When it comes to saving our animal friends. it’s important that we take it seriously. By thinking that you are “just saving a pet,” you not only devalue the soul you are saving, but also put yourself in possible legal and personal peril. This is particularly true if the abuser has a history of violent action, or if the local authorities are less than helpful – if not downright oppositional – to your request for help.

It is important to remain educated about the laws of the land.

Heads up!

It should be noted that Republic Act 10631 made amendments to the law, particularly the following:

  1. Abuse has been defined for animals as not only physical, but psychological harm as well.
  2. Abandonment concerns have been included, such that if an animal dies because of it, the owner will suffer the maximum penalty. It is also considered maltreatment in certain cases.
  3. Penalties were outlined for various cases of animal abuse.
  4. The role of animal welfare enforcement officers was further defined.

Animal welfare Act of 1998

Here are some interesting facts about the Philippine Animal Welfare Act of 1998.

The Act isn’t just for household animal companions

It also is about supervision and regulation of all operations and establishments that involve breeding, treating and training animals, regardless of if they are household companions.

Any shop or business for breeding, treatment, and training needs to secure a certificate of registration

If you know of a shop that has no registration, it’s best to advise them to get one immediately, if they are friends, or report them to the authorities. Certification assures that certain standards of sanitation and cleanliness are followed. The same goes for any business or service that involves transportation of animals – with the added required safe conveyance standards and providing sufficient food and water if travel time is more than 12 hours. And don’t forget, it’s also necessary that animals in transit are not overcrowded or put in storage areas like trunks of vehicles.

Torture is unlawful. Period.

So is neglect, maltreatment, and using animals for violent sports like dogfights. Killing is automatically illegal, of course. And remember, research and experimentation does not authorize any of the above, unless expressly allowed by the Committee on Animal Welfare.

Religious rituals that involve animal sacrifices are allowed.

However, these should be done in close coordination with the Committee on Animal Welfare, and with proper records.

Euthanasia for animals with incurable diseases is allowed, as it is for animals who are suffering from an injury or disease.

Licensed veterinarians are the ones who determine this. Population control and the concern of an animal being a danger to humans are also grounds for euthanasia, as determined by a licensed veterinarian.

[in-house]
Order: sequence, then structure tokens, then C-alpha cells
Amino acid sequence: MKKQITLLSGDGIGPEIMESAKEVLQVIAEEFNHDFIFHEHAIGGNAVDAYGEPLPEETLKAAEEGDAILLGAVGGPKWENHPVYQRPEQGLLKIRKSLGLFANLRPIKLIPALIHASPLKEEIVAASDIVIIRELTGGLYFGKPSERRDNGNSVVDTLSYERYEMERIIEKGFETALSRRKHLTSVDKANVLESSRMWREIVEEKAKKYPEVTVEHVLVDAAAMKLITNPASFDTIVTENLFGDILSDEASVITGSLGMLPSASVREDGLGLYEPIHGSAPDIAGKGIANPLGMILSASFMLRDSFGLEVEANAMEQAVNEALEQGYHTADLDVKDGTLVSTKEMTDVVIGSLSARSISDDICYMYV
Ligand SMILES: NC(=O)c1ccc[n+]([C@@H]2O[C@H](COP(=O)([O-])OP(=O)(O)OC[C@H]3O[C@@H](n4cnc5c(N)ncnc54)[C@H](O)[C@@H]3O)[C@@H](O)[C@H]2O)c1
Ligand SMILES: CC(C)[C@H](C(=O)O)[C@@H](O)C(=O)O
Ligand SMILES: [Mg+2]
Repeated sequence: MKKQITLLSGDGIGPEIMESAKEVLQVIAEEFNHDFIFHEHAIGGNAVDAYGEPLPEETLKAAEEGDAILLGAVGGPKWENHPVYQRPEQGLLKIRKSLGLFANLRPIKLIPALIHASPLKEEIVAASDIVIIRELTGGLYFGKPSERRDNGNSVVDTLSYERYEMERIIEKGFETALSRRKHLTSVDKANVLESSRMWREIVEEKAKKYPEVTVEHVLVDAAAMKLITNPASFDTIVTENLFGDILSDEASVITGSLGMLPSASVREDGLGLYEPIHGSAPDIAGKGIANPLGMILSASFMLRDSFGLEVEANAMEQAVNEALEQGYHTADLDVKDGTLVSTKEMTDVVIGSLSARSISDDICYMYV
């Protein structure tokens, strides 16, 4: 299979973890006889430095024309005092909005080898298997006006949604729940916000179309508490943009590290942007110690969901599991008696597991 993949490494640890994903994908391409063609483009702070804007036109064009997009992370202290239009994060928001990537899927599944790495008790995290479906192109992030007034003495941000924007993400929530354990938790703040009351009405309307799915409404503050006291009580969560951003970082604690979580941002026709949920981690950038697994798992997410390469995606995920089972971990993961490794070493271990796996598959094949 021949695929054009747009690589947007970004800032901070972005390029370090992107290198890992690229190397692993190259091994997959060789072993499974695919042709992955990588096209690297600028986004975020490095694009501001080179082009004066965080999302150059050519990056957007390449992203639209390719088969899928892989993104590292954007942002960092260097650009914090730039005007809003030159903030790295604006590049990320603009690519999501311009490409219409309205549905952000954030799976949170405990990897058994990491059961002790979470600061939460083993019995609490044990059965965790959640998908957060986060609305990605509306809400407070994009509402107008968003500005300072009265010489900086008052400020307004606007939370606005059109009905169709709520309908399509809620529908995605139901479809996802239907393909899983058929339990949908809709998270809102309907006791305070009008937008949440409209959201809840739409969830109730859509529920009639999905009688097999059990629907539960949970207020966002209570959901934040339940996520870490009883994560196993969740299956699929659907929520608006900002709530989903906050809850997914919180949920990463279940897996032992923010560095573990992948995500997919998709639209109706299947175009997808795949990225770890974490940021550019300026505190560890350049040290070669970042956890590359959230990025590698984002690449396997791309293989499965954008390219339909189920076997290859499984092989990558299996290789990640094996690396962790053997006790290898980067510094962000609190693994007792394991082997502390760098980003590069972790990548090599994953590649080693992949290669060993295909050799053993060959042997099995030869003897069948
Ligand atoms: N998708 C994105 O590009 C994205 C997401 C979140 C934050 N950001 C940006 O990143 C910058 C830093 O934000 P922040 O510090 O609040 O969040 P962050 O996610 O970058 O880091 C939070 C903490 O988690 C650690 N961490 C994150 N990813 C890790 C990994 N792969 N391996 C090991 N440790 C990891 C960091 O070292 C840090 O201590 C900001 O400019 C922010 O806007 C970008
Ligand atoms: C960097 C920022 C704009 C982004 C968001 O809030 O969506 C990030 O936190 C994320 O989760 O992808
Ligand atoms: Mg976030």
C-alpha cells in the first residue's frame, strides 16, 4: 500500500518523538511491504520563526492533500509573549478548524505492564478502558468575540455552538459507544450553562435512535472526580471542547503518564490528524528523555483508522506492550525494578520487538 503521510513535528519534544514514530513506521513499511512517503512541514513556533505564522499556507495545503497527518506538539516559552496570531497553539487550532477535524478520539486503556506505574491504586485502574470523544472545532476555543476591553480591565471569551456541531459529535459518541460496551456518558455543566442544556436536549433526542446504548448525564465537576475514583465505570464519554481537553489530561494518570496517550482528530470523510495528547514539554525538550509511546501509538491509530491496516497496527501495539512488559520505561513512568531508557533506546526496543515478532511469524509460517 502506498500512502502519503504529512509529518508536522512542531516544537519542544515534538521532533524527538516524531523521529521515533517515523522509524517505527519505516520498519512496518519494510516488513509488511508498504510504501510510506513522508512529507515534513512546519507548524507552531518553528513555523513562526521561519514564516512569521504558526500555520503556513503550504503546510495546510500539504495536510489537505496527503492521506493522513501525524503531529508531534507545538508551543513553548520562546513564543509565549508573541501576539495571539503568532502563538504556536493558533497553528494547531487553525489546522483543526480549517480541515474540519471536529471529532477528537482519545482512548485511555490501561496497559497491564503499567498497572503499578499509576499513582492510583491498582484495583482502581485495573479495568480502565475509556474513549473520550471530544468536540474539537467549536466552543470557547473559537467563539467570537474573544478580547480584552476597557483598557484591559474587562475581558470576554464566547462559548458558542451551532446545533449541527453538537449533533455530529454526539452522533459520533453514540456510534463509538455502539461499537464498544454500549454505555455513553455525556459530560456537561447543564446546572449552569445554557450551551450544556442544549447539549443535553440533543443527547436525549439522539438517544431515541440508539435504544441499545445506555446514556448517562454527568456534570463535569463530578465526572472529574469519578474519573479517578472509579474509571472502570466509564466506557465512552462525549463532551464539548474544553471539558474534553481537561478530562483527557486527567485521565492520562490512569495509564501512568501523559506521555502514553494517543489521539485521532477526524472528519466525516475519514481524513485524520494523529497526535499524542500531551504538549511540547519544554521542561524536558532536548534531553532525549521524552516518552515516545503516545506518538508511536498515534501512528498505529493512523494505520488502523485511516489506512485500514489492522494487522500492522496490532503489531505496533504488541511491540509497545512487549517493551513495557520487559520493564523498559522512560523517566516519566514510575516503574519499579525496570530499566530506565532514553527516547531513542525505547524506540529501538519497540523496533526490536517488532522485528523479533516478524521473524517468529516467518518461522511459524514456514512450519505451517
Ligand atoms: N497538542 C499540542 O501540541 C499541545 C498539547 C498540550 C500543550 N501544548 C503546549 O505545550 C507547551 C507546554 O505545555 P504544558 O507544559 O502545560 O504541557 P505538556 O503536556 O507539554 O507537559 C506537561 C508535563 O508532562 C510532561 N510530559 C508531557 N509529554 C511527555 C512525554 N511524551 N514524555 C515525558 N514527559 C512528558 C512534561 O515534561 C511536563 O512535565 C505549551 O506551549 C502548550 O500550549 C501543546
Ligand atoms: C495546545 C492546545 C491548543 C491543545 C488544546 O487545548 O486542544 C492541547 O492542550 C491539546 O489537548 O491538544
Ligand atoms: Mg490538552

Who can I call?

If you think you need help when it comes to a case of animal abuse, and you want to intervene properly and legally, you can contact the following.

The Philippine Animal Welfare Society (PAWS)

Telephone: (632) 8475 1688
Time: Mondays to Saturdays, except on Wednesdays and holidays
Work Hours: 10:00am-5:00pm, except for lunch break at 12-1pm

CARA Welfare Philippines (Compassion and Responsibility for Animals)

Telephone: (63919) 579 0047
Time: Monday to Saturdays
Work Hours: 8am to 5pm on weekdays, 8am to 12pm on Saturdays
E-mail: clinic@caraphil.org

What else can I do?

If you feel you need to do more, please do consider these options, as suggested by Silver Michelle Baena Ciriacruz in a 2012 article for When In Manila.

Rescuing injured animals

When you come upon an injured animal, such as a dog or cat in the streets, the first thing to do is make sure you can get the help of nearby officials and people.

Be aware that animals in pain may lash out and hurt you. If possible, make an improvised cot out of cardboard or a similar material, so you can pull them to a safe area. After that, it’s best to let experienced animal welfare groups or veterinarians take over.

Adoption or fostering

It’s a bitter truth that animal shelters and dog pounds are overcrowded, with many of our animal allies waiting for that one forever home. You may want to visit the local pound or animal shelter, to see if one of them needs you – or, really, if you suddenly feel a connection with one of them. Rescued animals are usually spayed or neutered, aside from being vaccinated. And don’t forget to bring at least P1,000 or so for adoption fees.

This appeared in Animal Scene magazine’s March 2020 issue.

You might want to read:
– Hospital adopts stray dog and appoints him as their official hospital guard dog
– Consider post-pandemic life before adopting pets, animal shelter owner says
– Animal shelter celebrates as all their rescued animals have been adopted